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Hold your water

While on the road, you often find yourself miles away from the next rest area; so, it’s necessary to be able to hold your water. You already know that a healthy bladder is important.

While on the road, you often find yourself miles away from the next rest area; so, it’s necessary to be able to hold your water. You already know that a healthy bladder is important.

Your bladder, a pear-shaped, hollow, muscular organ that sits on the pelvic floor, has two main functions: to collect the urine that has been filtered by the kidneys and to excrete it. Since it has the ability to stretch and shrink, the bladder can hold changing quantities of liquid. Typically, an adult bladder can hold almost two cups of urine.

The detruser muscle around the bladder squeezes the bladder to empty it. The sphincter muscles around the urethra keep the opening closed until it is time to release the urine. A normal, healthy bladder should empty completely every time you urinate with no leakage in between.

Because of the nature of your work, you may have developed some habits that affect your bladder’s health and/or effectiveness.

Consider the following eight questions. Do you: drink less than six to eight cups of liquid a day?; get up more than once each night to urinate?; urinate more than eight times during 24 hours?; consistently use the washroom ‘just in case’?; get a sudden urge to pass urine?; experience stress-incontinence when you laugh, cough, sneeze or exercise?; leak before you reach the bathroom?; regularly strain and push to move your bowels?

If you answered yes to most of them, it’s time to review your habits.

Drink enough fluid each day. If you don’t, your bladder will get used to holding smaller amounts of urine and may become sensitive. As well, your urine (and the toxins in it) will become concentrated and irritate your bladder. If you usually drink just a little, increase your consumption until you reach the six to eight glasses per day range.

Maintain your bladder capacity. You can actually decrease your bladder capacity by urinating before necessary, so it is best to hold your urine for as long as comfortably possible. When urinating, let the urine drain naturally, without pushing or straining.

Take the time to ensure your bladder empties completely; then, you won’t store bacteria or toxins for an extended time, which will help prevent urinary tract infections.

Keep your urine slightly acidic to reduce bladder infections since bacteria thrive in alkaline environments. Some signs of a urinary tract infection are any sudden: onset of incontinence or frequency and urgency; burning and discomfort when urinating; blood in the urine; and strong smelling or cloudy urine. To avoid this painful condition, add Vitamin C-rich foods, especially cranberry juice to your regular diet. Certainly, anyone taking medication, particularly anticoagulants, or with diabetes should check with a doctor first as some fruit juices affect how your body absorbs medications.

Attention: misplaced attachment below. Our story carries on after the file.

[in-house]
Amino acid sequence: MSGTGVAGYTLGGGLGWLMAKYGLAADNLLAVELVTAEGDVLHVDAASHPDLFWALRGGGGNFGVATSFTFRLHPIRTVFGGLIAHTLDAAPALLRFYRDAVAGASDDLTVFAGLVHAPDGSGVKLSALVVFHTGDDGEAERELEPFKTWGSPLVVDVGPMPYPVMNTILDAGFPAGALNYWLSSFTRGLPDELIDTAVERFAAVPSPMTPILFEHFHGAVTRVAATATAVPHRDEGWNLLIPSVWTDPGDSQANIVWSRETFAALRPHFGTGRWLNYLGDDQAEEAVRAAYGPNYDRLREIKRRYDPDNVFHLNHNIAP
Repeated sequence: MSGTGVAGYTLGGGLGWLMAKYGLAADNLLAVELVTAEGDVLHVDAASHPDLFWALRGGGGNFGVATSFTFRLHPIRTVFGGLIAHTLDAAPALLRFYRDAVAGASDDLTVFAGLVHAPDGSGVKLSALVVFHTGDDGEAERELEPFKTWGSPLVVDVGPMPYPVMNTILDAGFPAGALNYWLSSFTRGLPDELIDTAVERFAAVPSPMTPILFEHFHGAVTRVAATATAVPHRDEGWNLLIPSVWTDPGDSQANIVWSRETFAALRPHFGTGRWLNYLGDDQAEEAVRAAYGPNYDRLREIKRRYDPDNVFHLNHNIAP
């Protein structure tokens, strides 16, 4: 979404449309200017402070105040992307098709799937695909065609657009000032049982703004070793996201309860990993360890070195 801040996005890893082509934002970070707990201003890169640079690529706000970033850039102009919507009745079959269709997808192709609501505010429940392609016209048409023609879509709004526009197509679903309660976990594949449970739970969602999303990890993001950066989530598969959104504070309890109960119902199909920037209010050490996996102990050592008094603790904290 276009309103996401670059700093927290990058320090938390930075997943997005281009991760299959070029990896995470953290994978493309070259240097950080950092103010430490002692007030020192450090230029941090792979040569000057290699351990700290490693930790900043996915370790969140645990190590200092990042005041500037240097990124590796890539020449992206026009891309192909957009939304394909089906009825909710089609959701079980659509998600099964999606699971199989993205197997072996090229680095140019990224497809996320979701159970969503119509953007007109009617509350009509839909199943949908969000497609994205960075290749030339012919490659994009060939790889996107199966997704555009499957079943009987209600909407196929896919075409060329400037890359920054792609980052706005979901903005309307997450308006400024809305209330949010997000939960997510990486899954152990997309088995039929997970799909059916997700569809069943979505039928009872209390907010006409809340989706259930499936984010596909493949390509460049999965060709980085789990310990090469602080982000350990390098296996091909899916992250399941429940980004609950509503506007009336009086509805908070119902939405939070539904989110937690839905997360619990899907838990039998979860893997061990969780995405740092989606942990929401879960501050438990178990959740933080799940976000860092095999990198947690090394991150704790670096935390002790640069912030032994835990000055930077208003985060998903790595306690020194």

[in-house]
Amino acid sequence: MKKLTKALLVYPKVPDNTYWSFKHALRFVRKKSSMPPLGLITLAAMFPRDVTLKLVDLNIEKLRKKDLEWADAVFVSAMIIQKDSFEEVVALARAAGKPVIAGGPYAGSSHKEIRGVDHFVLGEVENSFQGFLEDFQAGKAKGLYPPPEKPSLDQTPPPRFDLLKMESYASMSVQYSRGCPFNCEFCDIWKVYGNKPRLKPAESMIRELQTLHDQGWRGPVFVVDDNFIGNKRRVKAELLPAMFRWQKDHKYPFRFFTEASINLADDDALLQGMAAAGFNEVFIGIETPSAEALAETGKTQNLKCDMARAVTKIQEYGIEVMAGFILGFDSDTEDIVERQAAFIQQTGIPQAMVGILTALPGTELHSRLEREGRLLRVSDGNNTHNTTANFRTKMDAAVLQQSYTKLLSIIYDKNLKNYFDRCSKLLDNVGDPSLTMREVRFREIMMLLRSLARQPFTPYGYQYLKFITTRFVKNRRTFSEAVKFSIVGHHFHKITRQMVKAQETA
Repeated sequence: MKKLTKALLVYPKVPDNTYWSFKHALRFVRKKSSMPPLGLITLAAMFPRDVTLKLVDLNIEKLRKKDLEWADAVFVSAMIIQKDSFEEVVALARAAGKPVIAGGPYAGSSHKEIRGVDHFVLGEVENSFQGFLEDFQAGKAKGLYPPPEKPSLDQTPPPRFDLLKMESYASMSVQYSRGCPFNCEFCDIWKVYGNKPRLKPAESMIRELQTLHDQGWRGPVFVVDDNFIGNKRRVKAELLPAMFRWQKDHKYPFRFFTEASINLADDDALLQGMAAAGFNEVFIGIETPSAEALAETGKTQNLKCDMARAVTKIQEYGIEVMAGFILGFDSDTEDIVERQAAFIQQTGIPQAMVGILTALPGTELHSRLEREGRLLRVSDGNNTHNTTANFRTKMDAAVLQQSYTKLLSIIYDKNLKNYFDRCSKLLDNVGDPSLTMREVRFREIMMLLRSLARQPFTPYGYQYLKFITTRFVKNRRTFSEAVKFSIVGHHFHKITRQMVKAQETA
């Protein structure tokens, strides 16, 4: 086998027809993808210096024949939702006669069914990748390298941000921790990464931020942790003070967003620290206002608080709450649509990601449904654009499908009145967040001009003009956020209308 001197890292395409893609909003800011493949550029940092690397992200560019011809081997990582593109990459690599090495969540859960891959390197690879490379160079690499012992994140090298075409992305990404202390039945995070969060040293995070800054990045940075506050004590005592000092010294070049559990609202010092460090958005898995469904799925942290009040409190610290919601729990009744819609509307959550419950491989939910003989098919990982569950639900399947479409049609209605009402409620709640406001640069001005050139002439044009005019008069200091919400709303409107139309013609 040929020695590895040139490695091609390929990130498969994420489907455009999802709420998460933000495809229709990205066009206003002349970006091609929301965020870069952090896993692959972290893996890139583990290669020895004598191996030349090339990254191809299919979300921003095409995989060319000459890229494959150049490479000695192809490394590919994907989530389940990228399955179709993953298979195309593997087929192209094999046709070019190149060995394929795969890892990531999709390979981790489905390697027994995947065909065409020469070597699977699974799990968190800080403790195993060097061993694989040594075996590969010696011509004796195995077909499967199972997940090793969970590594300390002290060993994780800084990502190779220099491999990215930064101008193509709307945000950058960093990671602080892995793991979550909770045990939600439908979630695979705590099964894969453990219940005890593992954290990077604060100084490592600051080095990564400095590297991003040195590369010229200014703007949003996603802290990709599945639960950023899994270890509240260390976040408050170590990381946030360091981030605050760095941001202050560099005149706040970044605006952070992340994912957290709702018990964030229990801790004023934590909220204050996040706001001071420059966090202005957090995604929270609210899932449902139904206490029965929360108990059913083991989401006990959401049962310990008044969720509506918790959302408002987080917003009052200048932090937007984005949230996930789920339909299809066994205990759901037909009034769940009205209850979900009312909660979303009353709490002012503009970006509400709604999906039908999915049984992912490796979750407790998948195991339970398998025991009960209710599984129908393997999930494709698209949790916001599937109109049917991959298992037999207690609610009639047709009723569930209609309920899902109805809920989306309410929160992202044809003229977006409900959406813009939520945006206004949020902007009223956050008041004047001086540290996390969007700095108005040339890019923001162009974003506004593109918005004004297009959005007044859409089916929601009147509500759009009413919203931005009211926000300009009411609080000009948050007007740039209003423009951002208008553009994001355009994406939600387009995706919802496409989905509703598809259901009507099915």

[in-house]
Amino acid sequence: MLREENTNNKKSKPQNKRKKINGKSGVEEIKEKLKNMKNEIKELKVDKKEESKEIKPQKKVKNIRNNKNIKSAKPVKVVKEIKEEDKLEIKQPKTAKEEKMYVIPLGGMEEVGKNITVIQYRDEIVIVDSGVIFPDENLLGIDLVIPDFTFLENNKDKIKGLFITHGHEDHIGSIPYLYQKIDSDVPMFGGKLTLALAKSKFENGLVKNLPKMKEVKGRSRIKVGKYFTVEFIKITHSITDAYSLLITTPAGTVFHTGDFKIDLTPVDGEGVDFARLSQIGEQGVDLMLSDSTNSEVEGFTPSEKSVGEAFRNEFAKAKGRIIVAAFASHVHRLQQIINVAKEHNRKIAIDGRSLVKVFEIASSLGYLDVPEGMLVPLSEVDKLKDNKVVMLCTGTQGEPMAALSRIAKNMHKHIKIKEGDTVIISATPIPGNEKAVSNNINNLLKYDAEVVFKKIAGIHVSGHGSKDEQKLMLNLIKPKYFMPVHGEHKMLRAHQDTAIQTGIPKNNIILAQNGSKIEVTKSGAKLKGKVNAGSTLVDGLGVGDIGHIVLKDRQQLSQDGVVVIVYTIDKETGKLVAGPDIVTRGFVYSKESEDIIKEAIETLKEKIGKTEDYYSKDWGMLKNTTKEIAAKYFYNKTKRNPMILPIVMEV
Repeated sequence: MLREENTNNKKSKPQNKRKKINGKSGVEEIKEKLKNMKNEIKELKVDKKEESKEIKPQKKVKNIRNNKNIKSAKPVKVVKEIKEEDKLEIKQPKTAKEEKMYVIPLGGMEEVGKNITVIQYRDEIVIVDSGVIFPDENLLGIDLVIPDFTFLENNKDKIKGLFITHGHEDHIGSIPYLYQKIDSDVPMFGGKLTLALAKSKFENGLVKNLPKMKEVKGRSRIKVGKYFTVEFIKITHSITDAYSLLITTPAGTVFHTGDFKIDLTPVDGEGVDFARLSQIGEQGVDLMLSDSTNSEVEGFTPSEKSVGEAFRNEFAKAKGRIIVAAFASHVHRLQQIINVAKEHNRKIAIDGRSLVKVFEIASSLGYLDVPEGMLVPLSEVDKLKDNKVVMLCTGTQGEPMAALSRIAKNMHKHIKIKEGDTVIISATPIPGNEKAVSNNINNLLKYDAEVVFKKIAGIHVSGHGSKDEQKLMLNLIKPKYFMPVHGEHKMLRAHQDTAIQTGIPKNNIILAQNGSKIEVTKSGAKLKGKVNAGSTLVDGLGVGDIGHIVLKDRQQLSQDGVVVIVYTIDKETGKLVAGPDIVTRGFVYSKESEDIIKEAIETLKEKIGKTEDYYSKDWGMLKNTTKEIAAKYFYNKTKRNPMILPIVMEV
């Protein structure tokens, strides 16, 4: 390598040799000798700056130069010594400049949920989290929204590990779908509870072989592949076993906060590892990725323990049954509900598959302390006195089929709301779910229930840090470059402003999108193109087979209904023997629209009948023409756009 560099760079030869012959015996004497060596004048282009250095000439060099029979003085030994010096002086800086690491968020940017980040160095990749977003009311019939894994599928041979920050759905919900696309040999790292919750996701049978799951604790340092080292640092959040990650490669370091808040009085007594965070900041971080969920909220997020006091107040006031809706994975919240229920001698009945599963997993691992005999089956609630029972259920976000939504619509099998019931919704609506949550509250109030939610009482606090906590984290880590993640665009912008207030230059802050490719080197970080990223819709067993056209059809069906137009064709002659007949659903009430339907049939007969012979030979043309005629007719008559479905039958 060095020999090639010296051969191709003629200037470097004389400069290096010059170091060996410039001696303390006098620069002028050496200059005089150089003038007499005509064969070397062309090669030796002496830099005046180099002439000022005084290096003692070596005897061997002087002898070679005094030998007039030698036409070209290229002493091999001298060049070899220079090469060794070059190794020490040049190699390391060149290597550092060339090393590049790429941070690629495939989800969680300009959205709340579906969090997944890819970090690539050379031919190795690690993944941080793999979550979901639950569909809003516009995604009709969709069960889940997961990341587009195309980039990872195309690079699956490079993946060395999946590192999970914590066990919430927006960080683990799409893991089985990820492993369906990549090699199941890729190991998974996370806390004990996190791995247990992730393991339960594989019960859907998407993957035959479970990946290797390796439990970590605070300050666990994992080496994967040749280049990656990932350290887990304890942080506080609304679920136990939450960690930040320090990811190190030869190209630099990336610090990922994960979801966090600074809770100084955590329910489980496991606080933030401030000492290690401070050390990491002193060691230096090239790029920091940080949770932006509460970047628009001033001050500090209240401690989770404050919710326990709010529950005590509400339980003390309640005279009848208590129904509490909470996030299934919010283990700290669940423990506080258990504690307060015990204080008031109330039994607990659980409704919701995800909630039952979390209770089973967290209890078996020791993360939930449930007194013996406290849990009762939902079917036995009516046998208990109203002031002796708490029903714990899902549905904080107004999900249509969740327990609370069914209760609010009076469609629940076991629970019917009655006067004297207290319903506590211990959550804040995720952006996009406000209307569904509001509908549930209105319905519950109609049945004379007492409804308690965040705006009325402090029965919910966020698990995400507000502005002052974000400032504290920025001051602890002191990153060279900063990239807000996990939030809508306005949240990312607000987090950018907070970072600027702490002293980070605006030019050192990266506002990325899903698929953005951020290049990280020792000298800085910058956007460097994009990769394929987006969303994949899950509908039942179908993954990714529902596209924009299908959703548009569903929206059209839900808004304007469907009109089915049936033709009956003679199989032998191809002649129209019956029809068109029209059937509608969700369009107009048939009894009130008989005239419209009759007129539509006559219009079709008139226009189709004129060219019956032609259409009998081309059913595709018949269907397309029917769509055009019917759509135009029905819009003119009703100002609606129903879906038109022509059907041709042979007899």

Limit your intake of any foods or liquids that seem to irritate your bladder. Some common irritants are: chocolate, tomatoes, citrus, spicy foods, tea, coffee, colas, alcohol and diet drinks with artificial sweeteners like Aspartame or Saccharine. If you notice taking a Vitamin C supplement irritates your bowel, try an Ester C product. Please note that the acid in some fruit juices can irritate the bladder lining, so monitor what you eat and drink to identify if any foods cause discomfort.

Maintain the strength in the muscles in your pelvic floor to retain good bladder control. Kegel exercises, where you start and stop your urine flow, will specifically strengthen these muscles. Regular physical exercise will keep your abdominal muscles strong to properly support your bladder and other internal organs which is vital for you because of all the bouncing you experience driving down the roads.

Avoid constipation to reduce the pressure on your bladder. Maintain a high fiber level in your diet by including whole grains and plenty of fresh fruits and vegetables in your daily intake.

Eat vegetables and fruits that are loaded with nutrients that promote bladder health. They contain Vitamin C, Vitamin E, magnesium, potassium, fiber and powerful antioxidants. The vegetables and fruits that especially enhance bladder health include cranberries, blueberries, bananas, blackberries, raspberries, mustard greens, turnips, cabbage, beans, yams, strawberries, carrots and sweet potatoes.

Enjoy the Omega-3 fatty acids found in nuts, fish and certain oils. They can benefit bladder health because they reduce inflammation. Most bladder or urinary disorders cause swelling and/or infection. Specific examples of omega-3 rich-foods include lake trout, salmon, mackerel, tuna, herring, halibut, sardines, Brazil nuts, almonds, peanuts, macadamia nuts, safflower oil, sunflower oil and canola oil.

Add yogurt to your diet; it appears to significantly reduce a person’s chance of getting bladder cancer. In contrast, avoid smoking; smoking significantly increases your chances and has been implicated in almost 50% of bladder cancer diagnoses. Make these lifestyle adjustments to improve your bladder health now and down the road.

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